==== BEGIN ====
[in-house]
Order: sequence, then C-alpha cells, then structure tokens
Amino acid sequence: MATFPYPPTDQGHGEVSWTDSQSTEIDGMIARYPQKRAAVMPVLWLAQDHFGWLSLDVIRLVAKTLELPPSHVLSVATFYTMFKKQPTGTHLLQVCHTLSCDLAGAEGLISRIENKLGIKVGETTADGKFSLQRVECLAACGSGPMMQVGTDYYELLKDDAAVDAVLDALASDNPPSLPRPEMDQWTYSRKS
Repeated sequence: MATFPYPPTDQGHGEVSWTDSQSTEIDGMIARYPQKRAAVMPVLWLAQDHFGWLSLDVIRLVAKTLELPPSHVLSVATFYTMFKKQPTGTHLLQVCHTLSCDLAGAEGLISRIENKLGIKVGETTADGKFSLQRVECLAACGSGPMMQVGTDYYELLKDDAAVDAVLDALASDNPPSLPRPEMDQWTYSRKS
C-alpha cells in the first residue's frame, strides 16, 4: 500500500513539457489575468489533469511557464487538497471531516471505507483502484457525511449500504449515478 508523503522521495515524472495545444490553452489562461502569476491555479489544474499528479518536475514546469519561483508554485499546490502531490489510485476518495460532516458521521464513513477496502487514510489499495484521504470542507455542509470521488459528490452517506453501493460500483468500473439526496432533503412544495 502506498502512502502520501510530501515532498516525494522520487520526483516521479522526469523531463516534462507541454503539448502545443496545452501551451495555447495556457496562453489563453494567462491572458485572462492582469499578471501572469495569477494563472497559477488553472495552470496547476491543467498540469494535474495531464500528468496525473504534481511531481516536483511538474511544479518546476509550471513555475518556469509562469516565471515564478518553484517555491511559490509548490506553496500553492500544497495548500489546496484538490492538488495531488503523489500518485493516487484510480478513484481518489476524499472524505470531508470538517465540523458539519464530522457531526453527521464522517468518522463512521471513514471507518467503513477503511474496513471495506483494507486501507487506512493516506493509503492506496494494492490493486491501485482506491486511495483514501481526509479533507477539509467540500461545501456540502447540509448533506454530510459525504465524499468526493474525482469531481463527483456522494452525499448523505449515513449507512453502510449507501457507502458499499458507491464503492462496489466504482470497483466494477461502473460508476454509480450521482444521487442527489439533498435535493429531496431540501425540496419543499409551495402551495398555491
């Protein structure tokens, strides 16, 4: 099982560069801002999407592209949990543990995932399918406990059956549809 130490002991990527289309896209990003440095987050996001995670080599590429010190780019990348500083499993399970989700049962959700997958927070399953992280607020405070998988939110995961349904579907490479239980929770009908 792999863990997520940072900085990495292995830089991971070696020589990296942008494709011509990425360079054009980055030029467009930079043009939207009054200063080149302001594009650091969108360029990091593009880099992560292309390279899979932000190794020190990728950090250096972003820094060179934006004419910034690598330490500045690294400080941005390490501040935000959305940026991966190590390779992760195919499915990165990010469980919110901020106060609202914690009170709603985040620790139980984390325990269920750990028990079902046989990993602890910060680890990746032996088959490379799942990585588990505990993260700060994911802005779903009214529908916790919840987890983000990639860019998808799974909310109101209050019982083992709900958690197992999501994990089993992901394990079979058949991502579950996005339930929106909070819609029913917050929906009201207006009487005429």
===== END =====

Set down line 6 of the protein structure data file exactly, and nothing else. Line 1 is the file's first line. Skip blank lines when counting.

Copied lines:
């Protein structure tokens, strides 16, 4: 099982560069801002999407592209949990543990995932399918406990059956549809 130490002991990527289309896209990003440095987050996001995670080599590429010190780019990348500083499993399970989700049962959700997958927070399953992280607020405070998988939110995961349904579907490479239980929770009908 792999863990997520940072900085990495292995830089991971070696020589990296942008494709011509990425360079054009980055030029467009930079043009939207009054200063080149302001594009650091969108360029990091593009880099992560292309390279899979932000190794020190990728950090250096972003820094060179934006004419910034690598330490500045690294400080941005390490501040935000959305940026991966190590390779992760195919499915990165990010469980919110901020106060609202914690009170709603985040620790139980984390325990269920750990028990079902046989990993602890910060680890990746032996088959490379799942990585588990505990993260700060994911802005779903009214529908916790919840987890983000990639860019998808799974909310109101209050019982083992709900958690197992999501994990089993992901394990079979058949991502579950996005339930929106909070819609029913917050929906009201207006009487005429």